In 1953, Sonny went to Boston for an amateur boxing tournament and raped a hotel maid. A call from St Louis fixed it but now he was in hock to the Mob for good. Sonny’s jab was his left hand vibrato and he started making serious noise with it. But he’d have to wait.

He was too elemental a force in every way – for opponents, for the smart white writers, for the President even. When Liston finally got to challenge Floyd Patterson for his world title in 1962, when he may have been 30, 32 or older, the papers all said it was a crying shame and John F Kennedy, aware of Sonny’s unsavoury dealings, told the clean-living Floyd to whip this sonofabitch for America. Sonny knocked Floyd out in a round. Later, he did it again. Same round, same pain. Sonny wasn’t hot at the turnstiles, though, and after being champion for 17 months, they got him.

Just as Liston had monstered good guy Patterson twice, so Muhammad Ali, who would later become the most popular athlete in the history of sport, beat the bad guy twice. Classic Americana. Each bout was suspect, especially the second, which lasted less than a round in front of nobody in Lewiston, Maine. The bets were in and, as Sonny’s wife Geraldine finally admitted last year, he was only ever up for a round’s worth of punishment.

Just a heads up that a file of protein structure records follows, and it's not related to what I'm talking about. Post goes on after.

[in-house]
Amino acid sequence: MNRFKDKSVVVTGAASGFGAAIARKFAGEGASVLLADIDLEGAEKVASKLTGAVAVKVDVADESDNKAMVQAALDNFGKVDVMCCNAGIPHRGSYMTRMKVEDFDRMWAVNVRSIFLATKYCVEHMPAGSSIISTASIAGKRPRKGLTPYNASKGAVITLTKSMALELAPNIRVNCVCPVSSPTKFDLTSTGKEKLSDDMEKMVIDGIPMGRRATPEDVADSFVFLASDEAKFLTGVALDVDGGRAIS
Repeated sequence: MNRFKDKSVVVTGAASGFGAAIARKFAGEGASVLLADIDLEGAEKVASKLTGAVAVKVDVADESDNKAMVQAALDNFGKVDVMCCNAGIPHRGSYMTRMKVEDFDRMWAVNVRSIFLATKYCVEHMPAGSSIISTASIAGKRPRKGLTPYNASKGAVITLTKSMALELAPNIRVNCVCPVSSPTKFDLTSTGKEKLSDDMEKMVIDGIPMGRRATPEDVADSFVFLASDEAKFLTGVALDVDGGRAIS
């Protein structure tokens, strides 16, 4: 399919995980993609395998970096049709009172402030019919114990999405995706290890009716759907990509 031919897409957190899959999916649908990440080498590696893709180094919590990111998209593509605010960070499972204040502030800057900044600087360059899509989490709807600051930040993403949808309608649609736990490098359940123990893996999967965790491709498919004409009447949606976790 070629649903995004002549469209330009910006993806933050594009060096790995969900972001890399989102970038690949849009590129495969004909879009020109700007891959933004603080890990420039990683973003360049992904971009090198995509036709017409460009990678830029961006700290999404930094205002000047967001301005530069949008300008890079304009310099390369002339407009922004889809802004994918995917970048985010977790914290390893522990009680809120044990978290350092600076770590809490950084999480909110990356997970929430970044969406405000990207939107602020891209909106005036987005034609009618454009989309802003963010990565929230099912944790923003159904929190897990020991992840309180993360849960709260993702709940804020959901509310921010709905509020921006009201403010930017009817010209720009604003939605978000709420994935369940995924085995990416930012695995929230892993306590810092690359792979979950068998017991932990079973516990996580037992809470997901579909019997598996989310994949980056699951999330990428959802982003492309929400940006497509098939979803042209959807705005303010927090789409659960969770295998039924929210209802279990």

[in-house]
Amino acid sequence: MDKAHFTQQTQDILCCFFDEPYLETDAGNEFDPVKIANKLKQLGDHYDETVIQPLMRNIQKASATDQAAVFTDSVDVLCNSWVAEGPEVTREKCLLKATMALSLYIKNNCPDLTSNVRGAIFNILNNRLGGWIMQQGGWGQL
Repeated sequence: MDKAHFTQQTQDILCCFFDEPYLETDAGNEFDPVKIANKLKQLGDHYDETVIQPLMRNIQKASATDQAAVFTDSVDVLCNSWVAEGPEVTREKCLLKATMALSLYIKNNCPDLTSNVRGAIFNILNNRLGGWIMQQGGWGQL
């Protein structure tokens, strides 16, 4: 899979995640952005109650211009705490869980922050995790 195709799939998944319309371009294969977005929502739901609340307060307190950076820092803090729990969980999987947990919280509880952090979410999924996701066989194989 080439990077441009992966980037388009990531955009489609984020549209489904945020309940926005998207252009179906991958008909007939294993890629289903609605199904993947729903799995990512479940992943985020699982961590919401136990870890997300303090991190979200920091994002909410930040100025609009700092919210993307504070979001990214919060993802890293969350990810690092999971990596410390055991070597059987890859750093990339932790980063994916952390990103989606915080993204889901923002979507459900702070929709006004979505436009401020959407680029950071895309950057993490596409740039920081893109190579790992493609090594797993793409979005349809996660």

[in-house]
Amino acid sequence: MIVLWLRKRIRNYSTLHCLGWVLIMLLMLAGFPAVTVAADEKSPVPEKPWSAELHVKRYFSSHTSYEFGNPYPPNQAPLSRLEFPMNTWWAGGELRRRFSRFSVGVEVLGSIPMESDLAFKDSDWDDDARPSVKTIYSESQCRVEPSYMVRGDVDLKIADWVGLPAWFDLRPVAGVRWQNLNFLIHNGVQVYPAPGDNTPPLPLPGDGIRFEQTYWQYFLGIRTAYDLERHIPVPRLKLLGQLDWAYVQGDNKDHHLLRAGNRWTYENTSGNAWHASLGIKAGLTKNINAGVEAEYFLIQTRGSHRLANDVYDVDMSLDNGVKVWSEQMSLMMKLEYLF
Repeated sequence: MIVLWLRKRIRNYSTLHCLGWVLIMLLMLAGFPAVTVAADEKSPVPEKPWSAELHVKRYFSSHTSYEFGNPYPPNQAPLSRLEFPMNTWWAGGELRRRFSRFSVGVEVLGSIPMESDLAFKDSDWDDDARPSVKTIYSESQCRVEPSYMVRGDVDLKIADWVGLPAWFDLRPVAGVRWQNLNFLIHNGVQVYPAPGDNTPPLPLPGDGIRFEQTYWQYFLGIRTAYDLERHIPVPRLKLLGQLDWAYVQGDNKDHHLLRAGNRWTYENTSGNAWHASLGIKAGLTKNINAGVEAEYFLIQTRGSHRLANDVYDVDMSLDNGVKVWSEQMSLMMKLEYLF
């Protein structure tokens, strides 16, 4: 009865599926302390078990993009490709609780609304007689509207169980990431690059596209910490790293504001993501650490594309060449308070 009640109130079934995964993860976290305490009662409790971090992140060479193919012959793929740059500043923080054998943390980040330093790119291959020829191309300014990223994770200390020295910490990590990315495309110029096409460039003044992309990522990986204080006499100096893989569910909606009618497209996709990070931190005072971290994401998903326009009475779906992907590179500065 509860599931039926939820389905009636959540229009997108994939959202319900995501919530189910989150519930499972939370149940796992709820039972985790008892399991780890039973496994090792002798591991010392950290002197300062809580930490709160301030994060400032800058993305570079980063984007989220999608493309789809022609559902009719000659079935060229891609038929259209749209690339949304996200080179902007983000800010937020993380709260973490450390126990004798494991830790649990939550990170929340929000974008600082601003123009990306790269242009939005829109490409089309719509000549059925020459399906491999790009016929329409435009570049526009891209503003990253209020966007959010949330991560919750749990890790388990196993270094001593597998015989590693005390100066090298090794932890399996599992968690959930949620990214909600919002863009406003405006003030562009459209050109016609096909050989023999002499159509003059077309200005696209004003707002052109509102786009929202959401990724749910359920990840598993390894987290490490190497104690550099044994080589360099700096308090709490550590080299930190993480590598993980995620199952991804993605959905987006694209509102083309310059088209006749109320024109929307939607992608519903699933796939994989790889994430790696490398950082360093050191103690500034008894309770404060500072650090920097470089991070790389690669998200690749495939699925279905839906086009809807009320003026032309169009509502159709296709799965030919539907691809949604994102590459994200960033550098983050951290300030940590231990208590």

Same fee, less pain. June 1966 turned out to be a busy year in the grand theatre of boxing. In Texas, on the 28th, Ernie Terrell beat Doug Jones to keep the World Boxing Association version of the heavyweight title – not in itself a big deal, as everyone knew the real star was Ali. Muhammad had his WBA belt taken away for giving Liston that dodgy rematch in ’65.

On June 29, the day after Ernie beat Doug, Sonny was still working. In Stockholm, where they loved him – and where he and Geraldine met and adopted an orphan called Danielle – he took seven rounds to shred a German heavyweight, Gerhard Zec. That night, and well into the following day, Sonny celebrated… and several time zones away, back in the United States, a mother would soon give birth at the Cumberland Street Hospital in bleak Bedford-Stuyvesant, in no way the nicest part of Brooklyn.

When they got back to Vegas in the New Year, the house stank and Sonny’s spent body was next to the bed, KO’ed for good. Police found heroin and marijuana in the kitchen, morphine and codeine in his blood.

Lorna Smith was born somewhere in the South in 1930, around the same time as Liston. After WWII, and about the time Helen Liston was moving to St Louis, Lorna came to New York. She met and married a guy called Percel, of whom little is known. When Percel left, Lorna fell for Jimmy Kirkpatrick, a hard-living man with scant appreciation of his responsibilities – he had 16 children by other women in the neighbourhood. He and Lorna gave life to Rodney in 1961, Denise three years later then, on June 30 in that World Cup summer of ’66, a bundle of trouble they christened Michael Gerard.